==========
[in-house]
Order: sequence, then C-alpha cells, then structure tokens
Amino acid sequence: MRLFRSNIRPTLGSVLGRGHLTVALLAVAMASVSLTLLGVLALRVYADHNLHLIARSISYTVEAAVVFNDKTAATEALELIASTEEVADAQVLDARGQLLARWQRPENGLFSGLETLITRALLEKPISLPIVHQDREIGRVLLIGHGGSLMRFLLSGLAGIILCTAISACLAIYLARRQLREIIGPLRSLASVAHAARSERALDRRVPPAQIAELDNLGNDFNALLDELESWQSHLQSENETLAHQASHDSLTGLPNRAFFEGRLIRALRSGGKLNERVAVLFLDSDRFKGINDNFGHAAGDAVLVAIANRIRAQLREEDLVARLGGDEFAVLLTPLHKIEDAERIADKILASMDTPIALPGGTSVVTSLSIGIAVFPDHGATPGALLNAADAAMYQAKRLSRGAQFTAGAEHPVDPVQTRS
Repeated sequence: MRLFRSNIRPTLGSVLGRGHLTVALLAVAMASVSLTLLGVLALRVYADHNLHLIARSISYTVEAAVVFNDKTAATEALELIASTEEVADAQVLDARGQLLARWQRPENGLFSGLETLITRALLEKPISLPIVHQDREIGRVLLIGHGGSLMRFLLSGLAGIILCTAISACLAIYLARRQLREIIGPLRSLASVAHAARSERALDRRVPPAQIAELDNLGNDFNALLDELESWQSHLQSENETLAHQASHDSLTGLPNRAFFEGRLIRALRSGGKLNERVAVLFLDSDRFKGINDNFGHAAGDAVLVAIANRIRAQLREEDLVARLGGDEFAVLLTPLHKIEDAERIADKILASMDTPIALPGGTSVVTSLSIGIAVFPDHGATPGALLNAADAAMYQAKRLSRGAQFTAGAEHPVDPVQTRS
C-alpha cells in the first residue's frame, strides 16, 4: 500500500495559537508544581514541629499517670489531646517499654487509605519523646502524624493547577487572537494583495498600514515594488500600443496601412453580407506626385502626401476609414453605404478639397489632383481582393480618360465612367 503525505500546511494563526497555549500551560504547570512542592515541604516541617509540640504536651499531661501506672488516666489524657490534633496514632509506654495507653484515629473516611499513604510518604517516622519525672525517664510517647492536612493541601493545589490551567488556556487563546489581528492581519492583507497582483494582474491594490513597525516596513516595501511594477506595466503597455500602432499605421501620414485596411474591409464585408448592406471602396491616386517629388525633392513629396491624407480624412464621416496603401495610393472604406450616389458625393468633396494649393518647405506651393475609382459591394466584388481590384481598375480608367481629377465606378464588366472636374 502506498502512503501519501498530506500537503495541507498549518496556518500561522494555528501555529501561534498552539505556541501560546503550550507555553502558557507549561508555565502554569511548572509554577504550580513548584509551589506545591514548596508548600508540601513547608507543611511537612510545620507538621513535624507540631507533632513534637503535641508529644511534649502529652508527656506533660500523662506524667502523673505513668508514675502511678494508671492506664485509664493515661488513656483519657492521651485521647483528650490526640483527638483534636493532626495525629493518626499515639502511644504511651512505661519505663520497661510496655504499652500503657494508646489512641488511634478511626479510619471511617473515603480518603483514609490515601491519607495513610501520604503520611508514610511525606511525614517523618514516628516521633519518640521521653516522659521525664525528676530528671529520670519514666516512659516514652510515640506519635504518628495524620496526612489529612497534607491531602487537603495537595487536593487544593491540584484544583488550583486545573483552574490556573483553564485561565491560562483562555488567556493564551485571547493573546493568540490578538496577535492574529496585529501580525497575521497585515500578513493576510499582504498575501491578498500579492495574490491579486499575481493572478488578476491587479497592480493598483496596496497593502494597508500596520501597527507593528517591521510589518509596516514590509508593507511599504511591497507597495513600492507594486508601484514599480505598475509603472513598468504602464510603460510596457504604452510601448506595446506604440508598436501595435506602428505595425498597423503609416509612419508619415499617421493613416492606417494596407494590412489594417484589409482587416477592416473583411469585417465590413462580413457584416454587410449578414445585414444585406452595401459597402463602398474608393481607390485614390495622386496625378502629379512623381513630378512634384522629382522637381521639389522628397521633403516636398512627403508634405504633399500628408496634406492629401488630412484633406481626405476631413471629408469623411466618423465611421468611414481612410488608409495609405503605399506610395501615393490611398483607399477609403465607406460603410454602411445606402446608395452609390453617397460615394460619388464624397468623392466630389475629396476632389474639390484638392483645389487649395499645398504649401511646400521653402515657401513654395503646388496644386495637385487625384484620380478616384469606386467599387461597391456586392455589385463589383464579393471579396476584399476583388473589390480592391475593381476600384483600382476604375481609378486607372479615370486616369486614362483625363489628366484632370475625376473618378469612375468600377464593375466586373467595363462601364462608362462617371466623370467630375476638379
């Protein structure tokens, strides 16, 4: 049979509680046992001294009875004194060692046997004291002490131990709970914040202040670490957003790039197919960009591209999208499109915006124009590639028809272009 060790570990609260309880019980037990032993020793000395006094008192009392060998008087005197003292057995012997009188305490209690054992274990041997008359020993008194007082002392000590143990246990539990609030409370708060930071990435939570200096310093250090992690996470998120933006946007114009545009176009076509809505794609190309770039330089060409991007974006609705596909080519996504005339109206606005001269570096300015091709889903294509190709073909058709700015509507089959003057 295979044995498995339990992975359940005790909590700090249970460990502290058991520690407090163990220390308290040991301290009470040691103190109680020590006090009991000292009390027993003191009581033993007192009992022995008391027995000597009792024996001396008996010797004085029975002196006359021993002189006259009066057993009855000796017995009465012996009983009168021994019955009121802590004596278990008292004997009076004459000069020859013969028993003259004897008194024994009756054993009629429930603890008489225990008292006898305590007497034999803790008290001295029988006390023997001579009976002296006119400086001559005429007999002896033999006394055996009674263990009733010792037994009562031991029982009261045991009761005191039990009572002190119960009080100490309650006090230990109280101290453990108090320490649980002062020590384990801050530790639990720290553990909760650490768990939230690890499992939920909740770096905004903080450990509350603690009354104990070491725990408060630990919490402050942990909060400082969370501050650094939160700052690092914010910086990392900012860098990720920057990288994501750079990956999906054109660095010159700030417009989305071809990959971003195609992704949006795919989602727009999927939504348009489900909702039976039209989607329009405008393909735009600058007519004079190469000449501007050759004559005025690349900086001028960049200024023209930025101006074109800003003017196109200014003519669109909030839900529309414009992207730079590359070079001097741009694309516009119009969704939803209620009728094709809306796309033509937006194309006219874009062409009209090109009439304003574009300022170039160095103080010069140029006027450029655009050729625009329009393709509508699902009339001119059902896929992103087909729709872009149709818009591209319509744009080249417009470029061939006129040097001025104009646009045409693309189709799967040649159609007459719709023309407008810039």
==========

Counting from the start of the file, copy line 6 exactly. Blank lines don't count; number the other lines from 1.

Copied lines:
């Protein structure tokens, strides 16, 4: 049979509680046992001294009875004194060692046997004291002490131990709970914040202040670490957003790039197919960009591209999208499109915006124009590639028809272009 060790570990609260309880019980037990032993020793000395006094008192009392060998008087005197003292057995012997009188305490209690054992274990041997008359020993008194007082002392000590143990246990539990609030409370708060930071990435939570200096310093250090992690996470998120933006946007114009545009176009076509809505794609190309770039330089060409991007974006609705596909080519996504005339109206606005001269570096300015091709889903294509190709073909058709700015509507089959003057 295979044995498995339990992975359940005790909590700090249970460990502290058991520690407090163990220390308290040991301290009470040691103190109680020590006090009991000292009390027993003191009581033993007192009992022995008391027995000597009792024996001396008996010797004085029975002196006359021993002189006259009066057993009855000796017995009465012996009983009168021994019955009121802590004596278990008292004997009076004459000069020859013969028993003259004897008194024994009756054993009629429930603890008489225990008292006898305590007497034999803790008290001295029988006390023997001579009976002296006119400086001559005429007999002896033999006394055996009674263990009733010792037994009562031991029982009261045991009761005191039990009572002190119960009080100490309650006090230990109280101290453990108090320490649980002062020590384990801050530790639990720290553990909760650490768990939230690890499992939920909740770096905004903080450990509350603690009354104990070491725990408060630990919490402050942990909060400082969370501050650094939160700052690092914010910086990392900012860098990720920057990288994501750079990956999906054109660095010159700030417009989305071809990959971003195609992704949006795919989602727009999927939504348009489900909702039976039209989607329009405008393909735009600058007519004079190469000449501007050759004559005025690349900086001028960049200024023209930025101006074109800003003017196109200014003519669109909030839900529309414009992207730079590359070079001097741009694309516009119009969704939803209620009728094709809306796309033509937006194309006219874009062409009209090109009439304003574009300022170039160095103080010069140029006027450029655009050729625009329009393709509508699902009339001119059902896929992103087909729709872009149709818009591209319509744009080249417009470029061939006129040097001025104009646009045409693309189709799967040649159609007459719709023309407008810039």